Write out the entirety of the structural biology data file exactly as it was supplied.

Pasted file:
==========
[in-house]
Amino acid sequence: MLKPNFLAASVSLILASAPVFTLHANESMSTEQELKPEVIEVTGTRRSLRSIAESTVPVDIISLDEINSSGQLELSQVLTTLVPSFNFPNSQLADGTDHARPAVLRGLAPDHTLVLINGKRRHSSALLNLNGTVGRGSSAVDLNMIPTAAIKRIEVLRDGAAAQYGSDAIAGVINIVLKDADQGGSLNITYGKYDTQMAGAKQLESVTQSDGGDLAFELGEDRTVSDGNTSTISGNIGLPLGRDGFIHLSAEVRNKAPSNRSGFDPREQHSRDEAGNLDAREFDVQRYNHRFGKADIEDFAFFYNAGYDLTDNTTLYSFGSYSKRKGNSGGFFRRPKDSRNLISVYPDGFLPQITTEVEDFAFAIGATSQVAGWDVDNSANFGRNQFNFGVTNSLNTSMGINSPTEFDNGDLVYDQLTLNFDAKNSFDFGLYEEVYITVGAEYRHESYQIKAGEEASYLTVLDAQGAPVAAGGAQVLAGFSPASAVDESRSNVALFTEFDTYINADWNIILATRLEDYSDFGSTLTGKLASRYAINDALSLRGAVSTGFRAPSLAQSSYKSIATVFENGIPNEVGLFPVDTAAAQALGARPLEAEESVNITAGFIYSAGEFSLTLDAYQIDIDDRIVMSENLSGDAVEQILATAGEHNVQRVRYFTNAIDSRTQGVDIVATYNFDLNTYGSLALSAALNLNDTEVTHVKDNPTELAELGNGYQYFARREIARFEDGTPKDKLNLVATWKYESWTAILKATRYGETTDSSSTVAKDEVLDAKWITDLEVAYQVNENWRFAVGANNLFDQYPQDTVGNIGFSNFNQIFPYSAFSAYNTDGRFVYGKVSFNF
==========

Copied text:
[in-house]
Amino acid sequence: MLKPNFLAASVSLILASAPVFTLHANESMSTEQELKPEVIEVTGTRRSLRSIAESTVPVDIISLDEINSSGQLELSQVLTTLVPSFNFPNSQLADGTDHARPAVLRGLAPDHTLVLINGKRRHSSALLNLNGTVGRGSSAVDLNMIPTAAIKRIEVLRDGAAAQYGSDAIAGVINIVLKDADQGGSLNITYGKYDTQMAGAKQLESVTQSDGGDLAFELGEDRTVSDGNTSTISGNIGLPLGRDGFIHLSAEVRNKAPSNRSGFDPREQHSRDEAGNLDAREFDVQRYNHRFGKADIEDFAFFYNAGYDLTDNTTLYSFGSYSKRKGNSGGFFRRPKDSRNLISVYPDGFLPQITTEVEDFAFAIGATSQVAGWDVDNSANFGRNQFNFGVTNSLNTSMGINSPTEFDNGDLVYDQLTLNFDAKNSFDFGLYEEVYITVGAEYRHESYQIKAGEEASYLTVLDAQGAPVAAGGAQVLAGFSPASAVDESRSNVALFTEFDTYINADWNIILATRLEDYSDFGSTLTGKLASRYAINDALSLRGAVSTGFRAPSLAQSSYKSIATVFENGIPNEVGLFPVDTAAAQALGARPLEAEESVNITAGFIYSAGEFSLTLDAYQIDIDDRIVMSENLSGDAVEQILATAGEHNVQRVRYFTNAIDSRTQGVDIVATYNFDLNTYGSLALSAALNLNDTEVTHVKDNPTELAELGNGYQYFARREIARFEDGTPKDKLNLVATWKYESWTAILKATRYGETTDSSSTVAKDEVLDAKWITDLEVAYQVNENWRFAVGANNLFDQYPQDTVGNIGFSNFNQIFPYSAFSAYNTDGRFVYGKVSFNF